Soaring Heating Bills Lead To Mould In Rental Properties3rd Jan 2023
Switching Off Heating Risks Damp And Mould
Cash-strapped tenants who switch off their heating to save money are causing a mould problem in rented property – leading to potentially serious health issues.
Household energy bills rose by 54% in April 2022 and then again by an average 27% in October 2022. That has left landlords facing yet another perfect storm:
- impoverished tenants are damaging properties by allowing mould to build up (though the cost of heating gave some tenants little real choice)
- it is landlords’ legal responsibility to deal with mould issues
- landlords are being demonised for a mould problem that may not be their fault
- landlords could be sued for personal injury – even though it was the tenants who caused the mould problem.
In the eight months to November 2022, there was a 30% rise in complaints about mould compared with 2020/21, said the Housing Ombudsman. Over that time, there have also been twice as many decisions by the ombudsman following investigations into leaks, damp and mould.
Heath Dangers Of Mould In Property
Mould is a microscopic fungus that can occur in damp or humid conditions if:
- properties are not heated properly in Britain’s rainy climate
- heated rooms are ventilated poorly, leading to condensation
- windows remain closed in winter to keep the heat in
- frozen pipes burst or leak
- window frames are poorly maintained, allowing rain to seep in.
Mould produces toxins that can cause breathing difficulties, watery eyes, a runny nose, coughing and sneezing, itching, headaches, fatigue and asthma attacks. Babies, older people or those with weakened immune systems can be particularly vulnerable.
Deaths are rare but in November 2022 a coroner found that two-year-old Awaab Ishak died tragically as a result of a severe respiratory condition due to prolonged exposure to mould at his home.
Independent charity the Health Foundation said the high cost of heating homes had created “a massive health problem” this winter.
Dropping a home’s temperature below 18° C for extended periods will impact the health of those living there – especially if they are already unwell.
Who Is Responsible For Dealing With Mould In Rented Property?
Landlords have a legal responsibility and a duty of care to ensure that their rental properties are free from mould and damp.
Repairing obligations are covered by Section 11 of the Landlord and Tenant Act 1985. And the 72-page Housing Health and Safety Rating System also highlights the threats posed by mould and damp.
Housing charity Shelter states that landlords should fix damp or mould issues if they are caused by a repair problem or affect tenants’ health and safety.
However, Shelter also points out that tenants are expected to heat and ventilate rented homes properly to stop the build-up of damp.
How Can Landlords Help Tenants Prevent Damp And Mould?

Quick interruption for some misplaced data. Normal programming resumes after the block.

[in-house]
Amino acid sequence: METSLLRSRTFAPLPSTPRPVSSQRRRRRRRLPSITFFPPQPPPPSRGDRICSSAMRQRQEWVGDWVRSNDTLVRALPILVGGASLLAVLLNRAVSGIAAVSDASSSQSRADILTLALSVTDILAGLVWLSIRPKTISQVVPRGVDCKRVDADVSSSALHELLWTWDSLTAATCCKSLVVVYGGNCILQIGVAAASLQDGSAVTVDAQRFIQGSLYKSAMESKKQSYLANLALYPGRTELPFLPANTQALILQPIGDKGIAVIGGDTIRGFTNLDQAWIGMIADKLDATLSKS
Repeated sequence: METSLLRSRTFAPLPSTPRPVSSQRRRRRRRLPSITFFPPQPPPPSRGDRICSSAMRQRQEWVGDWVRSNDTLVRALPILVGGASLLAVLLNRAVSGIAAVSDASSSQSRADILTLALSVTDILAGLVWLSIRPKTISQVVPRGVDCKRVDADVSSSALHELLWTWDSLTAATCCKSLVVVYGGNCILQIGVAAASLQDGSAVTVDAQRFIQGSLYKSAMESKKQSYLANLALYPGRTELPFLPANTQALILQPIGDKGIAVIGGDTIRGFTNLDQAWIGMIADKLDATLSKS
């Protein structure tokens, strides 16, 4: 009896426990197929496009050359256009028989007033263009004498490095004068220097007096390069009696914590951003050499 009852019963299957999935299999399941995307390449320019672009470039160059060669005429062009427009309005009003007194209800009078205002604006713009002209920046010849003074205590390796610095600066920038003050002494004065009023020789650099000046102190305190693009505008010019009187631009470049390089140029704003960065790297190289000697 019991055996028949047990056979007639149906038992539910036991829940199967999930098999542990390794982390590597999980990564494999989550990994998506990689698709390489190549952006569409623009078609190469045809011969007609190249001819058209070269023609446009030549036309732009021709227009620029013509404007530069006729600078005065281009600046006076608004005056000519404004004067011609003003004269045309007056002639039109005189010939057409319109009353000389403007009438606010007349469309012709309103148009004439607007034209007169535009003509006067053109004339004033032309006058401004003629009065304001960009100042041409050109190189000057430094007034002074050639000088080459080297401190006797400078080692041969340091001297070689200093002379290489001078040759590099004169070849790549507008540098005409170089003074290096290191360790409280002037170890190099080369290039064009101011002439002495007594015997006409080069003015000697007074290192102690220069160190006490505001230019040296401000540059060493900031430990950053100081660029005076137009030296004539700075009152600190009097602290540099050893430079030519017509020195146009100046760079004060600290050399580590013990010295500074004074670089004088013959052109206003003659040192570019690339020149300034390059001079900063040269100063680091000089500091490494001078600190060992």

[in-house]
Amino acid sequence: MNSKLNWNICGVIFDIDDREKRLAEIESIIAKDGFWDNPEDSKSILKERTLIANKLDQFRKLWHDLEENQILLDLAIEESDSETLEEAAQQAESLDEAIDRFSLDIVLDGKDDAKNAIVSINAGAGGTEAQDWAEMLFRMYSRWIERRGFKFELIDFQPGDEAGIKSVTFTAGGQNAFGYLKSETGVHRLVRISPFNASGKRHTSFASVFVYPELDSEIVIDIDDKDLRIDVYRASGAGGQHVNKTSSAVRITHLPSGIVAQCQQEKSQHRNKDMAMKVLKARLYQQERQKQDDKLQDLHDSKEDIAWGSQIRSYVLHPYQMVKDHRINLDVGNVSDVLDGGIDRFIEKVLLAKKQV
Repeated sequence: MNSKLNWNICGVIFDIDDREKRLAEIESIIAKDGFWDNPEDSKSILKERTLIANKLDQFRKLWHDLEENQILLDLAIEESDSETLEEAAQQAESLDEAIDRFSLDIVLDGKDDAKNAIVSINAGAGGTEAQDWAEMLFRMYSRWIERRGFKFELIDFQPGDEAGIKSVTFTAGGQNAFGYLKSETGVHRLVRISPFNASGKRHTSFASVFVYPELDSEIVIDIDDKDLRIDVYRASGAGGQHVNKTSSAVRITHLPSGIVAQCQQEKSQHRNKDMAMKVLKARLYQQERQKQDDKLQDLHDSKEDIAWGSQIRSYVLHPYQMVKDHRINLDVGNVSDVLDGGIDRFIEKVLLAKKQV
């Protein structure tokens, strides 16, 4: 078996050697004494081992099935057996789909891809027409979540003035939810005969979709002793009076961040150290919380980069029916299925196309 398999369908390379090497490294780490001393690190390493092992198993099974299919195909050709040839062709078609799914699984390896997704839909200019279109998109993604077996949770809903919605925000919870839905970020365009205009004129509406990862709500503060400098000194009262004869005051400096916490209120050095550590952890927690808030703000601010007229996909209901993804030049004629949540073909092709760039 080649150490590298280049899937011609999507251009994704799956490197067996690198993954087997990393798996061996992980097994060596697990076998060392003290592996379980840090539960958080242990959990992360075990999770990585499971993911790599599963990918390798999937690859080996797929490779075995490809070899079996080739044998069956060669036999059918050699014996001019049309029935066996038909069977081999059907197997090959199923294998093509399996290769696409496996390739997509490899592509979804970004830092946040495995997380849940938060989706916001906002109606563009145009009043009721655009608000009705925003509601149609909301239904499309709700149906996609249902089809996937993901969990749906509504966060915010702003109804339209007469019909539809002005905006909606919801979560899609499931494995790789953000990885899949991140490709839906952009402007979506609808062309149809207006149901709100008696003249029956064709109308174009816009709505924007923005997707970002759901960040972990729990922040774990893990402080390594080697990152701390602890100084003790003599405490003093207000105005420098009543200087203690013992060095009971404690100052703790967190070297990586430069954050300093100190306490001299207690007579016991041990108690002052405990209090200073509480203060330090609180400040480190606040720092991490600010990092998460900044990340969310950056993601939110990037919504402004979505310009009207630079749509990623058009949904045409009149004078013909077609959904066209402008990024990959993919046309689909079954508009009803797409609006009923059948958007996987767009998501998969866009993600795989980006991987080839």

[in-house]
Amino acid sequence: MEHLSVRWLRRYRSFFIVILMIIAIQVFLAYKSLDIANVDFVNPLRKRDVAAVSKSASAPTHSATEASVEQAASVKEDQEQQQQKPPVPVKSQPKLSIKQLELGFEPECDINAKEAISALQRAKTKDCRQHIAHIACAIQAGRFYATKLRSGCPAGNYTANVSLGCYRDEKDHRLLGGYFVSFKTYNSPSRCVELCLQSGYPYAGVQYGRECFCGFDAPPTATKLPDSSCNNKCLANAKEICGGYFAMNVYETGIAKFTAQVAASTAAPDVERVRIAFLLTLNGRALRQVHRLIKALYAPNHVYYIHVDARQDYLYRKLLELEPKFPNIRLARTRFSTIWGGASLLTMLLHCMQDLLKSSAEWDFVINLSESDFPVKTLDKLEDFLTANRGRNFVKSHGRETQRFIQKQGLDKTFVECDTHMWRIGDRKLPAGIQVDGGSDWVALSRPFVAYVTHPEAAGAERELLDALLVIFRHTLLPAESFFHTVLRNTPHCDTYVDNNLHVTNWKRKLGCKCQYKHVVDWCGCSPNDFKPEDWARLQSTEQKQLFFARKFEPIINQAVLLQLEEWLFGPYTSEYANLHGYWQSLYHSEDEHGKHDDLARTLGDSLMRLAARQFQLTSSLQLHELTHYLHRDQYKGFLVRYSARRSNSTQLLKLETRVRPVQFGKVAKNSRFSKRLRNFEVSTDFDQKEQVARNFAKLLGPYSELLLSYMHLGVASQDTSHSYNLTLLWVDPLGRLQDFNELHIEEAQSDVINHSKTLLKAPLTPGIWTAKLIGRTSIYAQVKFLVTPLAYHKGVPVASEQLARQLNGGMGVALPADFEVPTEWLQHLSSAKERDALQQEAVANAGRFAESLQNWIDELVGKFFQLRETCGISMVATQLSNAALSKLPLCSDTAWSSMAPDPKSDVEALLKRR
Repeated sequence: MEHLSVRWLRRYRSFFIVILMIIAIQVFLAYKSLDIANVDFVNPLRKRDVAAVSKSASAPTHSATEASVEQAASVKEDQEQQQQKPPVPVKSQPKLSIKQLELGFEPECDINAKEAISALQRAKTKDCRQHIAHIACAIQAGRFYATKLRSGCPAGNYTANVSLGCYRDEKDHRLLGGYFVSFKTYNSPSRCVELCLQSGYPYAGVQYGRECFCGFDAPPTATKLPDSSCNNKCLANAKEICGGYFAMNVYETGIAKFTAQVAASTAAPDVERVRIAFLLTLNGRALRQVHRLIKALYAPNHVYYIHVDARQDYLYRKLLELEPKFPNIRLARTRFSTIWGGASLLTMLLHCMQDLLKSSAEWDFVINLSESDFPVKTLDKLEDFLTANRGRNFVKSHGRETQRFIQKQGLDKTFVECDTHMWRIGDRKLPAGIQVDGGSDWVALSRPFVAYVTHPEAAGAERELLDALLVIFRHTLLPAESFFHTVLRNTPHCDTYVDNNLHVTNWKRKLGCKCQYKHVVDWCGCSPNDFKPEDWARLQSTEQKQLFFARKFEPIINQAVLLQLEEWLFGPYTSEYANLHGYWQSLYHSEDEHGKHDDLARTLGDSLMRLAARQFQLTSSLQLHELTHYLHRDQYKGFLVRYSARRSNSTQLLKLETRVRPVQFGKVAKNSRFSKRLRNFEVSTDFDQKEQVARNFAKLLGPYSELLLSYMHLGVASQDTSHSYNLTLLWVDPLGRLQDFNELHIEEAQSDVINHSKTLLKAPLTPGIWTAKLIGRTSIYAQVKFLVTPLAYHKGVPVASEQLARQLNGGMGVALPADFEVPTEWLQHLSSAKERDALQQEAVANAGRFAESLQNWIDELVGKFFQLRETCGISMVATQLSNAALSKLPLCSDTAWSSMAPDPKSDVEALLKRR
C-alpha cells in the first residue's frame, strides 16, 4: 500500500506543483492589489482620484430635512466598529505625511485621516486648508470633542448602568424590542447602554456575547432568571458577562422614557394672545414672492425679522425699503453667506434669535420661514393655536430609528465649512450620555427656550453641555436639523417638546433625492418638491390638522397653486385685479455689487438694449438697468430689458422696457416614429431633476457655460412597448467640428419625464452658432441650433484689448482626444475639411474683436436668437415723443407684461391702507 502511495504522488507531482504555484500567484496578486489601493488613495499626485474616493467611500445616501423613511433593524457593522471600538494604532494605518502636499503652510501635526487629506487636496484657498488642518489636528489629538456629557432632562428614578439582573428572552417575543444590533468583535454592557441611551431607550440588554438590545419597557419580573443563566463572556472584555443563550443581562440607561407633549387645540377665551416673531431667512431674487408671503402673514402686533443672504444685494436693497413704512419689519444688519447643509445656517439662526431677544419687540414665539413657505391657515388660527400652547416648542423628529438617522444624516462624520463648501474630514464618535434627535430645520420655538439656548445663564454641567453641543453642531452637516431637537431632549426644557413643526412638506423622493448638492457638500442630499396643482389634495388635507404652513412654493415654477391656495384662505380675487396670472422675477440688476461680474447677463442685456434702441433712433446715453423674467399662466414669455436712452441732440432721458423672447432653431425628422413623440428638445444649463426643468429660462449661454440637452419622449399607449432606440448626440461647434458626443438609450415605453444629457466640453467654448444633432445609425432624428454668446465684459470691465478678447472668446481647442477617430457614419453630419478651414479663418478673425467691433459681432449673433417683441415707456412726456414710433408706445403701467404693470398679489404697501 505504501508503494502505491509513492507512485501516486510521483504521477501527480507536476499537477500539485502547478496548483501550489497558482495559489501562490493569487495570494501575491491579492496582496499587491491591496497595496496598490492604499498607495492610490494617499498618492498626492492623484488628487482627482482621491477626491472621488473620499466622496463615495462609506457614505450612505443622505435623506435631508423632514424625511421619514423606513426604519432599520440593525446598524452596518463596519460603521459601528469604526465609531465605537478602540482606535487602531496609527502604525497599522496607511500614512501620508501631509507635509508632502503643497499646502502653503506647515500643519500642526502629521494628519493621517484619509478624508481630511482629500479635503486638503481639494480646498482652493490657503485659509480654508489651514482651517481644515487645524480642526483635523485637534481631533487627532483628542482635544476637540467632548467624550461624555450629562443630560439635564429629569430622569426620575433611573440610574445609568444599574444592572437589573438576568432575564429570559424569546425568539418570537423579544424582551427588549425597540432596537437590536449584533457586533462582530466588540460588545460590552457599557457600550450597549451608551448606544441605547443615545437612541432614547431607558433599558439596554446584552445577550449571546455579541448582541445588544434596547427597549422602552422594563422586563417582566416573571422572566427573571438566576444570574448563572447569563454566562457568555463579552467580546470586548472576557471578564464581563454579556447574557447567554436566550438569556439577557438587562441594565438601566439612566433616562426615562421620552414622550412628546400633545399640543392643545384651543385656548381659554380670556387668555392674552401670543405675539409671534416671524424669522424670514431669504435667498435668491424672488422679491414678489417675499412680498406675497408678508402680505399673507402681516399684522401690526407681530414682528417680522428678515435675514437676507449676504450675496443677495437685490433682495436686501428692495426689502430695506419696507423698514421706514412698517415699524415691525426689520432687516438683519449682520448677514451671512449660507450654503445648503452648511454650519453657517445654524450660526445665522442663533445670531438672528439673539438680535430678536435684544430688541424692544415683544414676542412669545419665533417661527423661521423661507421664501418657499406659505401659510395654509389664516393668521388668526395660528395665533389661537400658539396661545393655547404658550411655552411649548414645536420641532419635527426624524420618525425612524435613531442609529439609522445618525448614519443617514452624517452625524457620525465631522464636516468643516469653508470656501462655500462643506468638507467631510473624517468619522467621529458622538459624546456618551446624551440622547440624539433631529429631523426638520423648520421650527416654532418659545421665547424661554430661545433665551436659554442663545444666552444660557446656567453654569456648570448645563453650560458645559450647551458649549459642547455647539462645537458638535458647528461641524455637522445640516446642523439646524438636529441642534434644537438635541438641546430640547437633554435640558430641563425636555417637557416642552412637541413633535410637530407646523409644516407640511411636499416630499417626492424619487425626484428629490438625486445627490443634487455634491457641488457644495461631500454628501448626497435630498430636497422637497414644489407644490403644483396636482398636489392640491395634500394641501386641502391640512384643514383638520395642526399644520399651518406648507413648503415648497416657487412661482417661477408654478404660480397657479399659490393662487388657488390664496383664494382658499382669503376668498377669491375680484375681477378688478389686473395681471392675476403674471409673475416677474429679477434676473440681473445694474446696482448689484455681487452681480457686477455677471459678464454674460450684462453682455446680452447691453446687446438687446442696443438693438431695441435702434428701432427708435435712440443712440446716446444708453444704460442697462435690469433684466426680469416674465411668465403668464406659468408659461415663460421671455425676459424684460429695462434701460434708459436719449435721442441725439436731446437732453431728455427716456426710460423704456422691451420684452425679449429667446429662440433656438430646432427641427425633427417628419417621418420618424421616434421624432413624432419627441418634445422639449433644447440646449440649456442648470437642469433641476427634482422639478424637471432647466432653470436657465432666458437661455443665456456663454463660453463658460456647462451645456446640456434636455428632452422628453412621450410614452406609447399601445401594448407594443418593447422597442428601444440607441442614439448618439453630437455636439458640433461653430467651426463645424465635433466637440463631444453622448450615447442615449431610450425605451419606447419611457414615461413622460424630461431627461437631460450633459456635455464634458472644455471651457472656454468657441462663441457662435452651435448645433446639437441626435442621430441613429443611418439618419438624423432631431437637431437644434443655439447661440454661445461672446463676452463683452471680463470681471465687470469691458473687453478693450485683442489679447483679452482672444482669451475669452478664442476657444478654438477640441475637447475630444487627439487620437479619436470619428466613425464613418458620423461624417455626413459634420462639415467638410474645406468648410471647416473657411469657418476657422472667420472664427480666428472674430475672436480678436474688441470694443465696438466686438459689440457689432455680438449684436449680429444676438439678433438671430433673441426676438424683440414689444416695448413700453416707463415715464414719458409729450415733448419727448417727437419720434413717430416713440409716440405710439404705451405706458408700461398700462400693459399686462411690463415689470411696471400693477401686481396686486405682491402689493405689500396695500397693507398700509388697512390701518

You can’t force tenants to dry damp clothes outside when bad weather or lack of outdoor space make it impractical.
But you could draw their attention to advice from Shelter and other organisations on minimising condensation, such as:
- covering pans when cooking
- using extractor fans in kitchens and bathrooms
- closing internal doors when showering
- leaving gaps between furniture and walls
- opening bedroom windows for five to 10 minutes after getting up.
Minimising condensation, stopping damp and mould is in everybody’s interests: you don’t want your tenants to suffer health problems any more than they do.
You could also highlight the measures that energy suppliers will have in place to help struggling families cope with large heating bills.
These payment plans could help your tenants pay off their energy bills in bite-sized chunks. This in turn can help them avoid falling behind with their rent.
Again, it’s in both your interests for the tenant to be able to pay their rent and energy bills.
What If The Tenant Has Damaged The Property?
As a landlord, you may have the right to deduct money from the deposit if there is mould in the property that was not there when the tenancy started.
If you fail to carry out repairs that are your responsibility, the tenant has the right to carry out the repairs themselves and may (rightly or wrongly) withhold the cost from future rent. Disrepair claims – whether valid or not – can mean considerable legal costs for both parties.
Evicting Tenants For Rent Arrears
As a landlord, you’ll know that it was all but impossible to evict tenants during the Covid pandemic.
You’ll also be aware that the government is planning to abolish Section 21 no-fault evictions – prompting some landlords to sell up and exit the private rented sector before it becomes harder to obtain possession of the properties.
If a tenant has failed to pay rent on time then you can issue a Section 8 eviction notice. But this must be done correctly. Get the procedural details wrong and you risk:
- the tenant refusing to leave
- rent arrears continuing to rise
- wasting money on failed litigation.
- Dealing With the Rise In Rent Arrears. Read more…
- What The Demise Of Section 21 Eviction Notices May Mean For Landlords. Read more…
- How To Comply With The Latest Landlord Electrical Regulations. Read more…
Get Expert Legal Advice On Landlord And Tenant Law
Contact Coles Miller Debt Recovery Manager Eric Holt for specialist legal advice on recovering rent arrears, enforcement proceedings, tenant evictions and statutory demands. He is based at our Poole head office.